excelled at this sport as much as a young man from Caron did.
That youth was Rover Forsyth. He had come to Caron from Ontario with his parents when he was nine years old. When he was a youngster he would roam for miles around the countryside, looking for arrowheads and other Indian relics. That was how he acquired the nickname of Rover. Much of the time he preferred to run instead of walking and eventually he began to time himself. Soon he was making his mark as a track star in Saskatchewan.
Forsyth’s name was synonymous in Saskatchewan with winning road races. He won the Regina standard 10 mile race in 1910, 1911, and 1912; the Moose Jaw News race three times; and the Winnipeg Telegram road race in 1910 and 1911. As a result of the latter win Rover was selected to travel to Stockholm in Sweden to represent Canada in the 1912 Olympics. He finished 15th in the marathon.
During the war Forsyth competed in numerous allied service meets. And when the war was over he competed in track and field events in both the Canadian and Saskatchewan championships. In addition to his running he won championships in the discus and pole vault.
- Alexander Forsyth was the inventor of the percussion lock which did much for musketry in the 18th century.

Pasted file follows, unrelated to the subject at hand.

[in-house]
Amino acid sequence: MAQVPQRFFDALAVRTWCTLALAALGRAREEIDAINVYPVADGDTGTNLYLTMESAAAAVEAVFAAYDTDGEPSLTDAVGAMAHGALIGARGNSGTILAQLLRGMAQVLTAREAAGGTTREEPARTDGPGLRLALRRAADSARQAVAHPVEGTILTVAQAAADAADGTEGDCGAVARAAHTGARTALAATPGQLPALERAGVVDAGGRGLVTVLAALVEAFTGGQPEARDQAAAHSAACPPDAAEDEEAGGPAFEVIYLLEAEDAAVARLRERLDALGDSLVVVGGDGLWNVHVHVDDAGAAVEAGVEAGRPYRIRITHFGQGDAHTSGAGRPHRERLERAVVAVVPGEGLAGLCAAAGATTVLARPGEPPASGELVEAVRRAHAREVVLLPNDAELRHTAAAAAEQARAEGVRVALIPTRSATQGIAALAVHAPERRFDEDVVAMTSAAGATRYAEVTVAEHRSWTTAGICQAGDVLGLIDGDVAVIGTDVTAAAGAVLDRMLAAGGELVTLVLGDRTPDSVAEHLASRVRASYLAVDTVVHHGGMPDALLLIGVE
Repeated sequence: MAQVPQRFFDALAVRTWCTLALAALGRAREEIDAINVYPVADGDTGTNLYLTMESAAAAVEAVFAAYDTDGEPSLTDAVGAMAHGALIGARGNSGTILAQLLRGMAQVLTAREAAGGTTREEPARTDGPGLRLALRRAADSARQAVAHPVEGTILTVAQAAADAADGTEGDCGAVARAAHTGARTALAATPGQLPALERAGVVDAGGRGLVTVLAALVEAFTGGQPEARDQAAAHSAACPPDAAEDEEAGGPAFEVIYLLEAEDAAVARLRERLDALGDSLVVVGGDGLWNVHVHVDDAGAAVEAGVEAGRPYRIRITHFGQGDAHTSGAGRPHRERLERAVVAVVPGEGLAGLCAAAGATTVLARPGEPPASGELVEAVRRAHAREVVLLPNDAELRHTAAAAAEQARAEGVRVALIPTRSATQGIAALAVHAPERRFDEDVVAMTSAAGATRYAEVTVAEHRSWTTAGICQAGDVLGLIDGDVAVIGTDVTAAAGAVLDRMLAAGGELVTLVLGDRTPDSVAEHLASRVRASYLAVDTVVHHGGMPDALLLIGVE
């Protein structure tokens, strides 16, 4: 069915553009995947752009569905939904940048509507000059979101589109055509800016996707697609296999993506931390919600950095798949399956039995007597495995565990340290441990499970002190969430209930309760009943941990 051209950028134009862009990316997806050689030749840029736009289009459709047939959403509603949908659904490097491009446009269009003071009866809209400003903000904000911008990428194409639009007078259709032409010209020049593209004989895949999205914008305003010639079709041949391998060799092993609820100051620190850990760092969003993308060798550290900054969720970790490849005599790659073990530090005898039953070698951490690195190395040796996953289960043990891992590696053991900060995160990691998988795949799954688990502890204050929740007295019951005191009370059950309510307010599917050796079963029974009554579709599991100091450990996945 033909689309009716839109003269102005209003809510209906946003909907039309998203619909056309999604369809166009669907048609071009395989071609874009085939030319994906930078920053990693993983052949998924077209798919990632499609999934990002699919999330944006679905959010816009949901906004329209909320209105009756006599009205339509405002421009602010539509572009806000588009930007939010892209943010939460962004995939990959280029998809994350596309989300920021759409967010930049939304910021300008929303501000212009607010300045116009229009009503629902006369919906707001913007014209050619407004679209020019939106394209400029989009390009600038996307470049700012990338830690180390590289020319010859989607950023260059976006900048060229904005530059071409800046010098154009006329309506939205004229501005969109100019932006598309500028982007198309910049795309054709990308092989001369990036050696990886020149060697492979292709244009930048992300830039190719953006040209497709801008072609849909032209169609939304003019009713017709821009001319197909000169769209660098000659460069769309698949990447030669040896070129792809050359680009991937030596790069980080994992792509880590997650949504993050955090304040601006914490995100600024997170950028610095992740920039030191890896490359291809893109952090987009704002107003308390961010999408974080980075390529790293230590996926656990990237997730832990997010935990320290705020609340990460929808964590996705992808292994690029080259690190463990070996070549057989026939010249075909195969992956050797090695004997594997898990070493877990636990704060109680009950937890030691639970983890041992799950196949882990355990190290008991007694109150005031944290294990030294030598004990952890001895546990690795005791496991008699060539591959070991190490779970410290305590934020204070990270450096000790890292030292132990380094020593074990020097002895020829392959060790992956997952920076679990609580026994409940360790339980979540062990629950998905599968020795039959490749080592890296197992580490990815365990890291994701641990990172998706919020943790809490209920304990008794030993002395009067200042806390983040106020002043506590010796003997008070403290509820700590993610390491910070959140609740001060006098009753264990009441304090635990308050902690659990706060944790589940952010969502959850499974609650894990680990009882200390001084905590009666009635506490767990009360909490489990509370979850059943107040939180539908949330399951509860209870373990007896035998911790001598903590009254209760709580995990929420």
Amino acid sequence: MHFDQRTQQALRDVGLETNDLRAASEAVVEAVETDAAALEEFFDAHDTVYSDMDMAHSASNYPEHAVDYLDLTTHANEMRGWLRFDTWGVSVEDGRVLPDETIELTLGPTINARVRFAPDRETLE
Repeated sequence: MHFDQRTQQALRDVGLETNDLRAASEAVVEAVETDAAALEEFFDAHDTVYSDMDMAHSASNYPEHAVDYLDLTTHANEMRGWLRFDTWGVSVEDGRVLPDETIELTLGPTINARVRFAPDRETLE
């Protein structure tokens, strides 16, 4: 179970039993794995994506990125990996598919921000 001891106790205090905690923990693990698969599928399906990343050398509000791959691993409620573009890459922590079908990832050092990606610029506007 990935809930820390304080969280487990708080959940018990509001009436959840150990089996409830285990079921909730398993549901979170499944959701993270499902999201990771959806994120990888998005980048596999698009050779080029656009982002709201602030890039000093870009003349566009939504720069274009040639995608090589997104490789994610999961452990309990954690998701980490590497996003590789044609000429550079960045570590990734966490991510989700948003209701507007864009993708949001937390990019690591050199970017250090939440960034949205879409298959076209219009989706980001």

- William Forsyth was an 18th century horticulturist after whom the flowering plant forsythia was named.
- Frederick Forsyth is the British author of thrillers like The Day of the Jackal.
- Bruce Forsyth, born Bruce Forsyth Johnson, has been an English TV personality of great longevity, from Saturday Night at the London Palladium in the 1950’s to Strictly Come Dancing in 2010.
Forsyth Numbers Today
- 12,000 in the UK (most numerous in Dumfries)
- 7,000 in America (most numerous in Tennessee)
- 12,000 elsewhere (most numerous in Canada)
Forsyth and Like Surnames
These are surnames from the Scottish Lowlands. Some are clan names; some – like Gordon, Graham and Hamilton – have Anglo-Norman antecedents that crossed the border into Scotland; and some – like Douglas and Stewart – were very powerful in early Scottish history. Stewart in fact became the royal Stuart line.